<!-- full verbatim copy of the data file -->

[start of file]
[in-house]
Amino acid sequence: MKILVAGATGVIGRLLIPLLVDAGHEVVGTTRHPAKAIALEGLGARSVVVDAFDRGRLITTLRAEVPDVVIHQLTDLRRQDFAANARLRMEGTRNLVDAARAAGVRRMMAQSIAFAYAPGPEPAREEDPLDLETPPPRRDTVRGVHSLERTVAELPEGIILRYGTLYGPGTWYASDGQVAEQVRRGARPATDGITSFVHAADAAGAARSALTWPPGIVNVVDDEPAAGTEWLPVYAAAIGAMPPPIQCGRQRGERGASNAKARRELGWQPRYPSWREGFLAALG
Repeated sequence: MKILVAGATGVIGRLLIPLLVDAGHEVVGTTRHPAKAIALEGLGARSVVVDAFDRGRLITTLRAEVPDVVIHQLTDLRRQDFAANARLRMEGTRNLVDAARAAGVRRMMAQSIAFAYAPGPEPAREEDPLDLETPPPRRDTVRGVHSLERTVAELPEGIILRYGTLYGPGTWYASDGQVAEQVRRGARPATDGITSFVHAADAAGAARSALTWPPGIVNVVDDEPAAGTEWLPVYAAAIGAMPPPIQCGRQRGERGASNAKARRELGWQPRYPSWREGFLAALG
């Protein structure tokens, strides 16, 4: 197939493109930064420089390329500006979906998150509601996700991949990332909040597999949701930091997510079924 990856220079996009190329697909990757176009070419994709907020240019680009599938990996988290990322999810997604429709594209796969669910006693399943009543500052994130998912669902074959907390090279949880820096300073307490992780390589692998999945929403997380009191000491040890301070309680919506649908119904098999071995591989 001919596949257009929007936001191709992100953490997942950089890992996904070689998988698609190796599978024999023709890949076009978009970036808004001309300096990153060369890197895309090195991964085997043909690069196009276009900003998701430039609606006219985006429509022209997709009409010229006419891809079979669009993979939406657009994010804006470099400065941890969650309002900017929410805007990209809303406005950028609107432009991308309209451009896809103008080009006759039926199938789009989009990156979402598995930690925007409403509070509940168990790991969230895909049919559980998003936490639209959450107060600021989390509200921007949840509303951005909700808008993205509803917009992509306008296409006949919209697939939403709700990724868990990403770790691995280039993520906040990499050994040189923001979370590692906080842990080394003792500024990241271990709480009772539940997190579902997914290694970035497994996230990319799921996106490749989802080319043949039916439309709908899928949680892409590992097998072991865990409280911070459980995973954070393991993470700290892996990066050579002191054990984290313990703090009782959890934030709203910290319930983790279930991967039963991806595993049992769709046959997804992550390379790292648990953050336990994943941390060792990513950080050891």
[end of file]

[in-house]
Amino acid sequence: MKILVAGATGVIGRLLIPLLVDAGHEVVGTTRHPAKAIALEGLGARSVVVDAFDRGRLITTLRAEVPDVVIHQLTDLRRQDFAANARLRMEGTRNLVDAARAAGVRRMMAQSIAFAYAPGPEPAREEDPLDLETPPPRRDTVRGVHSLERTVAELPEGIILRYGTLYGPGTWYASDGQVAEQVRRGARPATDGITSFVHAADAAGAARSALTWPPGIVNVVDDEPAAGTEWLPVYAAAIGAMPPPIQCGRQRGERGASNAKARRELGWQPRYPSWREGFLAALG
Repeated sequence: MKILVAGATGVIGRLLIPLLVDAGHEVVGTTRHPAKAIALEGLGARSVVVDAFDRGRLITTLRAEVPDVVIHQLTDLRRQDFAANARLRMEGTRNLVDAARAAGVRRMMAQSIAFAYAPGPEPAREEDPLDLETPPPRRDTVRGVHSLERTVAELPEGIILRYGTLYGPGTWYASDGQVAEQVRRGARPATDGITSFVHAADAAGAARSALTWPPGIVNVVDDEPAAGTEWLPVYAAAIGAMPPPIQCGRQRGERGASNAKARRELGWQPRYPSWREGFLAALG
């Protein structure tokens, strides 16, 4: 197939493109930064420089390329500006979906998150509601996700991949990332909040597999949701930091997510079924 990856220079996009190329697909990757176009070419994709907020240019680009599938990996988290990322999810997604429709594209796969669910006693399943009543500052994130998912669902074959907390090279949880820096300073307490992780390589692998999945929403997380009191000491040890301070309680919506649908119904098999071995591989 001919596949257009929007936001191709992100953490997942950089890992996904070689998988698609190796599978024999023709890949076009978009970036808004001309300096990153060369890197895309090195991964085997043909690069196009276009900003998701430039609606006219985006429509022209997709009409010229006419891809079979669009993979939406657009994010804006470099400065941890969650309002900017929410805007990209809303406005950028609107432009991308309209451009896809103008080009006759039926199938789009989009990156979402598995930690925007409403509070509940168990790991969230895909049919559980998003936490639209959450107060600021989390509200921007949840509303951005909700808008993205509803917009992509306008296409006949919209697939939403709700990724868990990403770790691995280039993520906040990499050994040189923001979370590692906080842990080394003792500024990241271990709480009772539940997190579902997914290694970035497994996230990319799921996106490749989802080319043949039916439309709908899928949680892409590992097998072991865990409280911070459980995973954070393991993470700290892996990066050579002191054990984290313990703090009782959890934030709203910290319930983790279930991967039963991806595993049992769709046959997804992550390379790292648990953050336990994943941390060792990513950080050891």